Vancouver-based Elephant & Castle claims to be “the premier operator of authentic British-style pubs in North America.” That “authentic” feel applies not only to style but also to size.

Real British pubs serve their ale in 20-ounce glasses that stand about an inch taller than your standard stateside 16-ounce pints. These vessels, which bulge out toward the rim, are the glassware you’d likely find in either hand of infamous English soccer star and off-the-field boozehound Paul Gascoigne back in the ’90s.

Elephant & Castle’s new location at 1201 Pennsylvania Ave. NW stakes a claim to the Gascoigne spirit. When it opened, on May 18, the restaubar promised patrons the full lager monty—20 ounces of such savory brews as Guinness, Boddington’s, Fuller’s London Pride, and Tupper’s Hot Pocket. To enjoy the across-the-pond cred of imbibing 4 extra ounces per serving, patrons paid just $1 more than the cost of the joint’s regular 16-ouncer.

But for a venue that tries to celebrate the British imperial system of measurement, it’s not so good at pouring an accurate pint.

Last month, a patron of the place complained to D.C. officials that Elephant & Castle appeared to be shortchanging customers on the exact size of its brews, providing either the wrong information on its menus or simply the wrong glassware.

“The glasses that they refer to as 20 oz. glasses are clearly only 16 oz. and the other 16 oz. glasses appear to be only 12 oz.,” the complainant charged in a June 8 e-mail to the D.C. Department of Consumer and Regulatory Affairs (DCRA).

Typically, issues involving the sale and service of such intoxicating suds would fall under the purview of the District’s Alcoholic Beverage Regulation Administration. But for the pint-size question, the task of counting the exact number of ounces fell upon the DCRA’s Office of Weights and Measures.

Acting on that complaint the next day, measurement-minded DCRA inspectors headed straight for the downtown venue’s self-described “antique bar, reminiscent of 18th Century Britain.”

What they found, according to an e-mail from Weights and Measures Chief Jeffrey X. Mason, was a chronic case of underpouring.

Elephant & Castle, Mason reports, had been running a promotion using glasses provided by local suds source Premium Distributors of Washington, D.C., that bear the logo of Belgian brew Stella Artois—glasses that turned out to be a bit too small to jibe with the bar’s listed

20-ounce drink special. General

Manager Sheri Needleman admits that those glasses could hold only “about 19-and-a-half ounces.”

Confronted about the size discrepancy, management “voluntarily removed all of that specific type of glass from the restaurant,” Mason notes.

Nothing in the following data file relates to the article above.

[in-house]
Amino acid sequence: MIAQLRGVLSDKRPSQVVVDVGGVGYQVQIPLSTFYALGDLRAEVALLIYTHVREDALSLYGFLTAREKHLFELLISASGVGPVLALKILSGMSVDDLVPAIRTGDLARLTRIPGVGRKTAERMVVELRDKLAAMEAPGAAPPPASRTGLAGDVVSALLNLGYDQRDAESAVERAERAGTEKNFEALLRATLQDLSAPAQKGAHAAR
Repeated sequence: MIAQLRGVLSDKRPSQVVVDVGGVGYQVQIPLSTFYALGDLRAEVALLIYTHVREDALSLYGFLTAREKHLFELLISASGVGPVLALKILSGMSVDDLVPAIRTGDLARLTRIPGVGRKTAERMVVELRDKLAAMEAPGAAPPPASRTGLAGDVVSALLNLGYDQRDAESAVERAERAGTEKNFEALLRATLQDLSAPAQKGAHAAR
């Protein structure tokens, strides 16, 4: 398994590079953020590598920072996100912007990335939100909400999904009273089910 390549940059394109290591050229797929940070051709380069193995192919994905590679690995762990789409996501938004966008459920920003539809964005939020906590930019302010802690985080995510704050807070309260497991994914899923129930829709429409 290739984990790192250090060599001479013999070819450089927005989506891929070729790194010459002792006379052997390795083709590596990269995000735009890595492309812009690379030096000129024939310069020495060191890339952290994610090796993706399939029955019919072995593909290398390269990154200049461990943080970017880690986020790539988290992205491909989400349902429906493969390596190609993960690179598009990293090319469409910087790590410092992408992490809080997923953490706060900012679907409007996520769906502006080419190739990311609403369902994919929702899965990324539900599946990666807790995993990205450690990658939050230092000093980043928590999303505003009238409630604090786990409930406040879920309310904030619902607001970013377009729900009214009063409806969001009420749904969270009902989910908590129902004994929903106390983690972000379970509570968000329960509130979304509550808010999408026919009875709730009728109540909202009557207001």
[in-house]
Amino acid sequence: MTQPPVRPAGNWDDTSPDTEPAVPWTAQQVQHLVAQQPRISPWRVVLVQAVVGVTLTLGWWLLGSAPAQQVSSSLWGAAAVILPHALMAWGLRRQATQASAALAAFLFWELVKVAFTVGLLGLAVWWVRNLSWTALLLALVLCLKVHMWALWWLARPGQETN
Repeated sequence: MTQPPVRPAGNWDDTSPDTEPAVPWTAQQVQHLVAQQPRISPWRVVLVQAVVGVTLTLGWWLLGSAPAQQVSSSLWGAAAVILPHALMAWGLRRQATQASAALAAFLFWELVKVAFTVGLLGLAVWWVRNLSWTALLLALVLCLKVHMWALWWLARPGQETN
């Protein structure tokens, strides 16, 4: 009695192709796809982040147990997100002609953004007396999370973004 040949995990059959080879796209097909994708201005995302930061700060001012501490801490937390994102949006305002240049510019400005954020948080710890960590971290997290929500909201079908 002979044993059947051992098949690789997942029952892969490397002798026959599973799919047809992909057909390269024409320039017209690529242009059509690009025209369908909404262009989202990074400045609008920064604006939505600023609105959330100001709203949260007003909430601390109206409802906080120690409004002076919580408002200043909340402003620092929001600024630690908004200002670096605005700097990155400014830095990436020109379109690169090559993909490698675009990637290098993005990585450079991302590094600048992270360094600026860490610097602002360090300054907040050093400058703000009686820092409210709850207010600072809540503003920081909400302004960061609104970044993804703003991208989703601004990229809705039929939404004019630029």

But the problem, it seems, was more widespread. “An inspection of the remaining 16 oz. and 20 oz. glasses currently in use to serve beer revealed that they are not large enough to hold 16oz or 20 ozs. of beverage,” according to Mason’s e-mail.

DCRA inspectors offered the establishment two options to

correct the problem: “The merchant can either scale down the size that is indicated on the beverage menu or…acquire larger glasses,” says Mason.

Needleman opted to alter the menus. The pub no longer lists specific ounce counts and instead offers “Regular” and “Imperial” sizes of draft beers. Finding more-accurate glassware, Needleman says, would have been difficult. She suggests that no glass of beer is ever entirely full of liquid, due to the layer of foam that forms on top: “I think the issue is, does the head constitute part of the product?”


Adams Morgan dance club Crush reopened last month under new management and a new moniker.

After buying the business from prior owner Sal Gioia back in May, bartenders-turned-proprietors Mike Nolan and Stephen Goldstein have renamed the two-level nightspot “Nolan’s,” according to a sign out front.

Another sign posted on the venue’s door identifies the company running the place: “FUBAR INC.”

That corporate name, as military types or fans of Steven Spielberg’s 1998 World War II drama Saving Private Ryan might recall, is an acronym that means, according to the third revised edition of Richard A. Spears’ Slang and Euphemism, “fucked-up beyond all recognition.”

Perhaps an apt descriptor for a club located smack in the middle of booze-fueled Adams Morgan, FUBAR is actually a pretty popular term in the corporate world. City records indicate the existence of a D.C. business called Fubar Construction Co. Inc., which was registered as an official organization in 1978 but is no longer registered in D.C.

And a group of four businessmen in Vail, Colo., started up a filming company in 1989 called F.U.B.A.R. International, which documents natural disasters. “We often have people comment about our name being an old Army acronym standing for ‘F**ked Up Beyond All Recognition,’” according to the Colorado company’s Web site. “This was intentional from when we first founded the company. To be in this business you have to be FUBAR.”